A full jury has been selected to hear the murder case of suspended Chicago police Officer Jason Van Dyke, but his attorneys will have until Friday to decide whether that jury will be needed in a case that’s likely to begin in full early next week.
Two more people were selected Thursday to serve on the jury in the high-profile murder case, but Cook County Judge Vincent Gaughan has allowed Van Dyke’s attorneys to take some more time before deciding if they want a jury or bench trial in the 2014 shooting death of teen Laquan McDonald.
Eleven of the 12 jurors have been sworn in, but the judge held off on swearing in the last juror on Thursday. Once the full jury is impaneled, Van Dyke can no longer opt for a bench trial – which would do away with the jury and put Gaughan in charge of deciding whether Van Dyke is guilty. The officer is charged with six counts of first-degree murder in the shooting death of McDonald, who he shot 16 times during a police call on a Southwest Side road in October 2014. Van Dyke also faces 16 counts of aggravated battery and one count of official misconduct.
Van Dyke and his attorneys are expected to announce their decision at a hearing Friday morning. Lead defense attorney Daniel Herbert has continued his push to move the case out of Cook County after a defense expert concluded that finding a fair jury in the county would likely be impossible.
But the defense and special prosecutors were able to agree on 12 jurors and three alternates in less than three days of selection interviews. The two new jurors added Thursday include a white middle-aged man who said he believes Van Dyke “had violated the law by shooting multiple times” and a woman who said she has not seen dashcam video of the shooting and has no opinions on the case.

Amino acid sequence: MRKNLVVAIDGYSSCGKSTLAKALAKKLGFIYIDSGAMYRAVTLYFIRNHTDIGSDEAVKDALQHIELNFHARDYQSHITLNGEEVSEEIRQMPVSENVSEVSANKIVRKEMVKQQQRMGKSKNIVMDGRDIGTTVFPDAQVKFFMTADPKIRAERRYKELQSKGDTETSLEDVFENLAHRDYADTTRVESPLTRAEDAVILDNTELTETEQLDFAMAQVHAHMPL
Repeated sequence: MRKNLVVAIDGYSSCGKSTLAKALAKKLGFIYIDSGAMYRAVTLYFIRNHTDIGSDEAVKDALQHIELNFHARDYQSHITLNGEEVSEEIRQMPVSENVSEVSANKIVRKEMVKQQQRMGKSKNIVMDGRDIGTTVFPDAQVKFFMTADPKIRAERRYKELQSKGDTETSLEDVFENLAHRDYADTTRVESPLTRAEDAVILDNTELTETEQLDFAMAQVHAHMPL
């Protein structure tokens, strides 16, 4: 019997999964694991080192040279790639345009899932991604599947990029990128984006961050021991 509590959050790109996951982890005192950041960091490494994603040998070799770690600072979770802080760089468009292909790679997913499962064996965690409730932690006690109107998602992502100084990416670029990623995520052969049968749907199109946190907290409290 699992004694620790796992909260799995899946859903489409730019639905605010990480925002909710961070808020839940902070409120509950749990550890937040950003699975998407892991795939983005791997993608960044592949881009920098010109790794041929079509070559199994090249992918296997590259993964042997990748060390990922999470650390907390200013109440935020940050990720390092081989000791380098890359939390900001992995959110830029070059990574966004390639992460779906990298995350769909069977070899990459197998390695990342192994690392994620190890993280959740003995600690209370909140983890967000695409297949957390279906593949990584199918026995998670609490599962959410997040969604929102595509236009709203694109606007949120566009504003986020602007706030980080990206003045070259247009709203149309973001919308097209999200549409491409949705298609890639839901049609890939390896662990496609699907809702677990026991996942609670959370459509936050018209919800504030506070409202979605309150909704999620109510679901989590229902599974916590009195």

Both said they believe they can give Van Dyke a fair trial.
The full jury includes eight women and four men. Only one of those jurors is African-American.
Three alternates were also chosen before lunch Thursday: a female employee of the Cook County Clerk’s Office, a retired black man who worked security at the Art Institute of Chicago for more than two decades and a white female marketing agency employee. Two others were added later in the day: a man from El Salvador who has a family member in the Chicago Police Department, and a white woman who seemed less than enthused to serve on the jury.
“Do I want to hear this particular trial?” she said during her afternoon interview. “Not necessarily.”
That woman said she had previously served on a jury that reached a verdict on a charge of aggravated battery against a police officer. She didn’t say what that verdict was, but expressed her belief that no one should be above the law.
“They know the law so they should abide by it too,” she wrote on her jury questionnaire when asked her thoughts about prosecuting law enforcement officers. “They shouldn’t act above the law just because they have authority.”
Defense attorneys used a peremptory strike to excuse a black woman who said her family members have been racially profiled by police in the past. She was asked to look directly at Van Dyke and say whether she could give him a fair trial. She said she could, but the defense still felt she shouldn’t be sitting on the jury.
Five other jurors were picked Wednesday, including the only African-American juror and a Latina woman who is training to become a Chicago police officer.
Gaughan told selected jurors and alternates they’ll likely be needed back in court next Monday, when opening arguments could begin.